Life can get pretty rough sometimes; it happens to the best of us, and we never know when we’ll get that knock. Lately, I’m hearing of misfortunes everywhere – whether it’s not getting clients, not receiving a reply for a job application, missing out on that dream job, facing an unexpected illness, or just encountering something random that swiftly pulls the rug from beneath your feet, leaving you on the ground, stumbling to get back up again.
Anyway, I was looking through very, very old scrapbooks, and during my teenage years, I wrote so, so many poems. I stumbled upon a book of them from the late 80s, a time when I was navigating the awkward teenage years, where even the smallest worries felt like the end of the world. As we grow up, we ride the rollercoaster of life, accumulating baggage along the way, peppered with life’s experiences.
But, there was this one poem I wrote on a night when my parents were going through a bit of a tough time. I penned it for my Dad in particular. Surprisingly, it ended up not only earning me an A in English but also getting published in a local newspaper. Today, I thought I’d share it with you, hoping it brings a bit of sunshine to your day.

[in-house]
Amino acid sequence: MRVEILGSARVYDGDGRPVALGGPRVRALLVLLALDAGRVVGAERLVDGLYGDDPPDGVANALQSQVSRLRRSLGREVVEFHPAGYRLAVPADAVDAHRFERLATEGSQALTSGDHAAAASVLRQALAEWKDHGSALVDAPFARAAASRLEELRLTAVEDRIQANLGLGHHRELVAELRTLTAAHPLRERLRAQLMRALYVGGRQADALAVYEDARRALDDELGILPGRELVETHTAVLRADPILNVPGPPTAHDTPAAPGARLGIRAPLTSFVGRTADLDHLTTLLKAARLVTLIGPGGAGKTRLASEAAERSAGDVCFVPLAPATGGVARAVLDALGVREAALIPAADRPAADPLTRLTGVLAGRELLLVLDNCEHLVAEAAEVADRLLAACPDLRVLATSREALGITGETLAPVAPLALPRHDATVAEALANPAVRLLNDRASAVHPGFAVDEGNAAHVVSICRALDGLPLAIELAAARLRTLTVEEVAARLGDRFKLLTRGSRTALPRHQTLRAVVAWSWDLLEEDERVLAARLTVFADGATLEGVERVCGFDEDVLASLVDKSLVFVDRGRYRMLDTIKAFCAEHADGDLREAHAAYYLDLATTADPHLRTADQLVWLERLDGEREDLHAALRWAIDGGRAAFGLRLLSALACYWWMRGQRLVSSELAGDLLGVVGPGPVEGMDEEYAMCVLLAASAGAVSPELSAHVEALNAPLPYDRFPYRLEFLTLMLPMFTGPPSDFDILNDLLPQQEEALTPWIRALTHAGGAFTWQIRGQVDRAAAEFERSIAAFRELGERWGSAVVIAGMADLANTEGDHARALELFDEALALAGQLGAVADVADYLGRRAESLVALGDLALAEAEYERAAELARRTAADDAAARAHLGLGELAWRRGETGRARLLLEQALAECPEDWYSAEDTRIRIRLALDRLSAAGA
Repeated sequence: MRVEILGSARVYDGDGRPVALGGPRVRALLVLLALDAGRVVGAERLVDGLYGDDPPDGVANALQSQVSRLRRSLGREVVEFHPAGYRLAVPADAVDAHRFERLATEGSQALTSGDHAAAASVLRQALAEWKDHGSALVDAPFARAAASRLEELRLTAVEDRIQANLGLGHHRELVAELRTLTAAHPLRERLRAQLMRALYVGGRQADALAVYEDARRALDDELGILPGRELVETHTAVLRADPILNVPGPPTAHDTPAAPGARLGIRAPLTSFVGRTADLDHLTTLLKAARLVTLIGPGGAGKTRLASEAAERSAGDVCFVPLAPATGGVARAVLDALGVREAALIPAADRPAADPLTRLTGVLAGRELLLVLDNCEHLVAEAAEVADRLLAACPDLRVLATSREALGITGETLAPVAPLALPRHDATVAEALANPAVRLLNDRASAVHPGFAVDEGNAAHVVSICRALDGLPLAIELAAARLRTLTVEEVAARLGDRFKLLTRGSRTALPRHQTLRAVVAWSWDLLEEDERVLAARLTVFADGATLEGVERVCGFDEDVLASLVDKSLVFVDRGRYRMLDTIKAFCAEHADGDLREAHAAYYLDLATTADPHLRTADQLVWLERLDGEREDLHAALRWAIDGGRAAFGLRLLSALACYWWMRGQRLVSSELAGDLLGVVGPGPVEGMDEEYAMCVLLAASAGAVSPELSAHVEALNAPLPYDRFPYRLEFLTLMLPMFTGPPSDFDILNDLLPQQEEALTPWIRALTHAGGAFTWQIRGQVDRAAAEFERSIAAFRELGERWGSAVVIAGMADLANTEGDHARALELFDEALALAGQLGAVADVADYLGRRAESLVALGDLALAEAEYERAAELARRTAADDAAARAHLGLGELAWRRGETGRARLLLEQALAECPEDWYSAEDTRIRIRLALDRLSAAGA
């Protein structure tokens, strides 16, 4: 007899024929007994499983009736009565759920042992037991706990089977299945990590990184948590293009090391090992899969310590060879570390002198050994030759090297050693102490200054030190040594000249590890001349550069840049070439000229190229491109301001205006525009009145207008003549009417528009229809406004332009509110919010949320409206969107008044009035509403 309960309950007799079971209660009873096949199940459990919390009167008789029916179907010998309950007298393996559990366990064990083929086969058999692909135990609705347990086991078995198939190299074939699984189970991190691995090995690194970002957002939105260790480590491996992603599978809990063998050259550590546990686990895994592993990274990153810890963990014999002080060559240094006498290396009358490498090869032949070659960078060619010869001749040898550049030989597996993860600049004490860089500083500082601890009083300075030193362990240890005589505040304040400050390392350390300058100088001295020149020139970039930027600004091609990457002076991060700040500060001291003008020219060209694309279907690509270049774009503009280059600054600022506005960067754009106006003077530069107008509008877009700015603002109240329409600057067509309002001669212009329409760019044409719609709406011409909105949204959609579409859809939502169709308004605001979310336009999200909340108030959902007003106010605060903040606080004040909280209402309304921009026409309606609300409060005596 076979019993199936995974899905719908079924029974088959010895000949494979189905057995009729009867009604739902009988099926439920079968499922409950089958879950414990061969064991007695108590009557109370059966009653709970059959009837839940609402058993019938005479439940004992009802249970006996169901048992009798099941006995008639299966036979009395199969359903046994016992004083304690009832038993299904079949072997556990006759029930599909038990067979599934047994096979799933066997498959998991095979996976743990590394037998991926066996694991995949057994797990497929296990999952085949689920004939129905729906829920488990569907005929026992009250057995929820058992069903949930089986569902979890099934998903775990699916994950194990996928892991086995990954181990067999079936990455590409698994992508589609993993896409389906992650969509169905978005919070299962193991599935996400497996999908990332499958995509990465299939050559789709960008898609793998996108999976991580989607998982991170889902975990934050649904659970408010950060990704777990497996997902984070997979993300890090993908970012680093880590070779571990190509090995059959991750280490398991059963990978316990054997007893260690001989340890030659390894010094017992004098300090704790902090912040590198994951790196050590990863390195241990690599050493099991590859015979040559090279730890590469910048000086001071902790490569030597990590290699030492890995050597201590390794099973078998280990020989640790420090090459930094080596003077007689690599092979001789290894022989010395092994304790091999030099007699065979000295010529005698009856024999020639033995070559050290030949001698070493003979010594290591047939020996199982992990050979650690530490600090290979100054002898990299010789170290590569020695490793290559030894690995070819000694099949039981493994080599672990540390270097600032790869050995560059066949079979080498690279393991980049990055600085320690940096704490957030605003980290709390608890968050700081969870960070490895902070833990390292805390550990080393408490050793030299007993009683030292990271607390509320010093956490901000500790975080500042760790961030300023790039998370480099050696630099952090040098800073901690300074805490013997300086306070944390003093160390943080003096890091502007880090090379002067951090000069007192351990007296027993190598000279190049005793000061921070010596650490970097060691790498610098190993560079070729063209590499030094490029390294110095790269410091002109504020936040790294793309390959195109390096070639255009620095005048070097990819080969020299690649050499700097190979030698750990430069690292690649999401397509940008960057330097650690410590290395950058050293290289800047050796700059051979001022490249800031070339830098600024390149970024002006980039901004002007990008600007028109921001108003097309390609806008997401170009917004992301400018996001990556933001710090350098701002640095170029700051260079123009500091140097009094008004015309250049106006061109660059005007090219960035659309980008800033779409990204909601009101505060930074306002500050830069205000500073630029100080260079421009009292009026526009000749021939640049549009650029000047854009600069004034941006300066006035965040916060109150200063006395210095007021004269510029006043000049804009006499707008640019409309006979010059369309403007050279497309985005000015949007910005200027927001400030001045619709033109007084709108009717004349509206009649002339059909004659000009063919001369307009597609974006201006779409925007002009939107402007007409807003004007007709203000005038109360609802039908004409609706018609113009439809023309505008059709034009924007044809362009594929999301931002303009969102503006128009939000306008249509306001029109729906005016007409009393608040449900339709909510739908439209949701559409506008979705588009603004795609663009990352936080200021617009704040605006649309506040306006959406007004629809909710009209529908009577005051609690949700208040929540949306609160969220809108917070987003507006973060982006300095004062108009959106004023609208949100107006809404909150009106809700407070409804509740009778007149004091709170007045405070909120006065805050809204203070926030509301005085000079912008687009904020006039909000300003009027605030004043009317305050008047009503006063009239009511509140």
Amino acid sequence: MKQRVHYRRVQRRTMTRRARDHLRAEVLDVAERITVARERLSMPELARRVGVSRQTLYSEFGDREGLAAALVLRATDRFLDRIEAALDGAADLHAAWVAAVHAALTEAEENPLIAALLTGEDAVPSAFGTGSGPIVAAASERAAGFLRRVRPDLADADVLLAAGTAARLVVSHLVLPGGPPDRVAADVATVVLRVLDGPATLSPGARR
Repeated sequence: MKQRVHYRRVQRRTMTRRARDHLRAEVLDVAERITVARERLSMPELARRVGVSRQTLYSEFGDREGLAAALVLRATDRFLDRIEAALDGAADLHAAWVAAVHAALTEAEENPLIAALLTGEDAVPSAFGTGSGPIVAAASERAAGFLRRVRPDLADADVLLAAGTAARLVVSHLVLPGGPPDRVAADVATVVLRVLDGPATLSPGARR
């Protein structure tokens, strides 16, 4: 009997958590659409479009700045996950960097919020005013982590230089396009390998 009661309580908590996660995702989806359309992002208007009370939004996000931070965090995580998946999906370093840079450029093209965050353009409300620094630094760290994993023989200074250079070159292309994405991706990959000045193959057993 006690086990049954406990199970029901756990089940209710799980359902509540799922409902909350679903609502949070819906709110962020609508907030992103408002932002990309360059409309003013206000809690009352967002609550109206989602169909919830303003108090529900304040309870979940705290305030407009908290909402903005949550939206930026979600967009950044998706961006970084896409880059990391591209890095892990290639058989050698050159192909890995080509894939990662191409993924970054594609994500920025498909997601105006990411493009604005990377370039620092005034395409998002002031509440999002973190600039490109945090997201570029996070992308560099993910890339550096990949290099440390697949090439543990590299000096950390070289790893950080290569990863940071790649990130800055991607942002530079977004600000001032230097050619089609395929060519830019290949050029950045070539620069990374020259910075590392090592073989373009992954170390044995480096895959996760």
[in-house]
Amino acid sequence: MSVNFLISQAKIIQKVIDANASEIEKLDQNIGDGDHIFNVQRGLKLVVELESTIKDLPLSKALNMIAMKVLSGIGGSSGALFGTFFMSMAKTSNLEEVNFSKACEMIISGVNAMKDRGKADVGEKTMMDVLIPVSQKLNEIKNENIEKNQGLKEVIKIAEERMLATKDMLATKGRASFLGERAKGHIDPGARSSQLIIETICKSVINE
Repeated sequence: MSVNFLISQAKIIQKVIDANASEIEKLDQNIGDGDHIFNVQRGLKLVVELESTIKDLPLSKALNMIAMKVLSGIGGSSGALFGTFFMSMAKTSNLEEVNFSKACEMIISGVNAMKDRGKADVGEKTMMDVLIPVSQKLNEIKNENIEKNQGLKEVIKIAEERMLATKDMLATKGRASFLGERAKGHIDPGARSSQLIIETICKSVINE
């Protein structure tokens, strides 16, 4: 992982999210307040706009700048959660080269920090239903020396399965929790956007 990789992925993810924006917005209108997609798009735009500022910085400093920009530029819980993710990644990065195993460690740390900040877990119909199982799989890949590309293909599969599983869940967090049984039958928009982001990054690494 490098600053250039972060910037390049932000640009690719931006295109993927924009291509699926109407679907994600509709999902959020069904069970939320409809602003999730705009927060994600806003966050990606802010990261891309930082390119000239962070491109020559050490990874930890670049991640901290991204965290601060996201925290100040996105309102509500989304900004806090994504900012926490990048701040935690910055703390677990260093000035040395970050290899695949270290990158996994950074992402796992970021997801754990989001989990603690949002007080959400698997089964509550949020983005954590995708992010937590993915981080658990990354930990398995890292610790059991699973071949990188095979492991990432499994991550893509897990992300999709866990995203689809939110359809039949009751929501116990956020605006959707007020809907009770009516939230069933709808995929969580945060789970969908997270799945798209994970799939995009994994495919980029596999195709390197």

“Don’t Quit” –
by 16-year-old Tracey Lee
When things go wrong as they sometimes will
When the road you're trudging seems all uphill
When the funds are low
And the debts are high
And you want to smile
But you have to sigh
When care is pressing you down a bit -
Rest if you must, but don't you quit
Life is queer with its twists and turns
As everyone of us sometimes learns
And many a person turns about
When they might have won
Had they stuck it out
Don't give up though the pace seems slow
You may succeed with another blow
Often the struggler has given up
When he might have captured the victors cup
And he learned too late when the night came down
How close he was to the golden crown
Success is failure turned inside out
So stick to the fight when you're hardest hit -
It's when things seem worst
That you mustn't quit.